Dental hygienists and dental therapists (NOC 3222)

High opportunity occupation

About this job

Dental hygienists and dental therapists work on treating and preventing diseases and disorders of the teeth and mouth.

Want to learn more? Watch this WorkBC Career Trek video and see what it’s like to work in this type of career.

Dental hygienists:

  • perform dental hygiene treatment and provide patients with information related to the prevention of diseases and disorders of the teeth and mouth
  • usually work in private dental offices, hospitals, clinics, educational institutions or government agencies and private industry

Dental therapists:

  • carry out limited dental services related to the prevention and treatment of diseases and disorders of the teeth and mouth
  • usually work for the federal government and the provincial governments to provide services in rural and remote communities.

People in these careers:

  • should have strong communication and interpersonal skills to assess patient needs, explain procedures and put patients at ease
  • should also be well organized, detail-oriented and have the ability to solve problems and make decisions
  • should have a strong back, good eyesight and a high degree of manual dexterity
  • should enjoy working with people and as part of a team
Common job titles
  • hygienist, dental - registered / community
  • hygienist, orthodontic / periodontal
  • nurse, dental
  • technician, dental hygiene
  • therapist, dental - licensed / registered


Dental hygienists perform some or all of the following duties:

  • do initial dental assessments and talk to patients about their dental care needs
  • Take dental impressions
  • Clean and stimulate the gums to prevent gum disease
  • remove stains and deposits from teeth to prevent tooth and root decay
  • Apply fluoride treatement
  • take and develop X-rays
  • May perform restorative and orthodontic procedures under the direction of a dentist
  • may supervise dental assistants in their health care functions

The dental therapist profession is not formally recognized as a discipline in B.C. All dental hygienists with full registration can perform the following dental therapy duties:

  • work for Health Canada, providing limited dental services as part of the community health-care team in B.C. First Nations communities without a dentist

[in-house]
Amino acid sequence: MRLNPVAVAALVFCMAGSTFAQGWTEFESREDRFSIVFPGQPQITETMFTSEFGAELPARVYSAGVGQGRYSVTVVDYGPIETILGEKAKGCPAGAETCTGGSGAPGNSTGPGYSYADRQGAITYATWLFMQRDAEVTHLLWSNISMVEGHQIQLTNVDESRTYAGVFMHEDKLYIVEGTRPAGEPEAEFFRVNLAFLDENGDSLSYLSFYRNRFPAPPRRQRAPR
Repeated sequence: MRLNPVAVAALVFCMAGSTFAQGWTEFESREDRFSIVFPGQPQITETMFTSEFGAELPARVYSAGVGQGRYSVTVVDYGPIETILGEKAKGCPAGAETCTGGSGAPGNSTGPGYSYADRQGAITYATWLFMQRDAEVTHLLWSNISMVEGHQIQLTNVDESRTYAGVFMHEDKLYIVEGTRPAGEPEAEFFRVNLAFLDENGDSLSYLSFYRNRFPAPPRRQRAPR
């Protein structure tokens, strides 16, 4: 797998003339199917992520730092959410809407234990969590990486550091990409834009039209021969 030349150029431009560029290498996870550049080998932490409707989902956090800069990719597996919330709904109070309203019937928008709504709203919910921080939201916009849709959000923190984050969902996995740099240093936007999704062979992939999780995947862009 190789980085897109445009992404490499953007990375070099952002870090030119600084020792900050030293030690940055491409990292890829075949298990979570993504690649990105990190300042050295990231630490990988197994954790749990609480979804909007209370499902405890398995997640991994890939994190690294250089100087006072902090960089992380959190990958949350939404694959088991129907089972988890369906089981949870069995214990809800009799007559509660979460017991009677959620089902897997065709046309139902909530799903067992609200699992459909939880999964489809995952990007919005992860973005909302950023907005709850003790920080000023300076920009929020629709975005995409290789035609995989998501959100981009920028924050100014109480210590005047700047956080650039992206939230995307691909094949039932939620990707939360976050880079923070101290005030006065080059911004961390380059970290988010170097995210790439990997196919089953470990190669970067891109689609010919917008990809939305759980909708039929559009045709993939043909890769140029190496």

• do dental assessments and speak with dentists about patient care
  • take dental impressions, remove stains and deposits from teeth to prevent root and tooth decay, apply fluoride treatments and take X-rays
  • extract teeth, replace portions of tooth crowns and place steel crowns on primary teeth
  • give local anesthetic, and drill cavities and fill them using tooth-coloured or silver linings
  • instruct individuals and groups on oral health and hygiene procedures and may run community health programs
  • may supervise dental assistants

Work environment

Workers in this occupational group typically work 32–40 hours per week. Those in private practices may work on a part-time schedule or work evenings and weekends.

Most work in clean, well-lit offices. Workers in rural and remote communities may have to travel great distances by vehicle or small plane to reach patients. They may also have to carry heavy equipment and materials for treatment. In the absence of repair services, they may troubleshoot and repair dental equipment.

Workers in these occupations must use sterile techniques and follow proper radiological procedures when taking X-rays. These workers wear safety glasses, masks, gloves and scrubs or lab coats to protect themselves from infectious diseases.

Insights from industry

A growing and aging population will require more dental services, which will result in new job openings for these workers. Job opportunities will also become available due to retirements.

As with many health-care professions, there is a shortage of dental hygienists in rural communities of the province. Increased job opportunities may be available in these areas.

Dental hygienists carry a much broader scope of responsibilities than in the past. They are dental health-care educators who instruct patients in oral hygiene procedures and promote community dental health programs. The role of dental hygienists in areas outside clinical practices, such as community health centres and residential care facilities is expected to increase.

Advances in biomedical sciences and disease patterns continuously change the delivery of dental care. Improvements in many aspects of dental care make it possible for dentists to carry out more complex treatments, which may increase overall demand for dental services.

Career paths and resources

Career paths

Individuals may begin their careers as dental assistants and advance to the position of hygienist or therapist through further education and training.

Dental hygienists who hold a bachelor's degree may undergo advanced education, such as graduate studies in dental science to broaden their career opportunities.

In British Columbia, legislation permits dental hygienists to own and operate their own dental hygiene practices. Registered hygienists may choose to practise as self-employed contractors.

Additional resources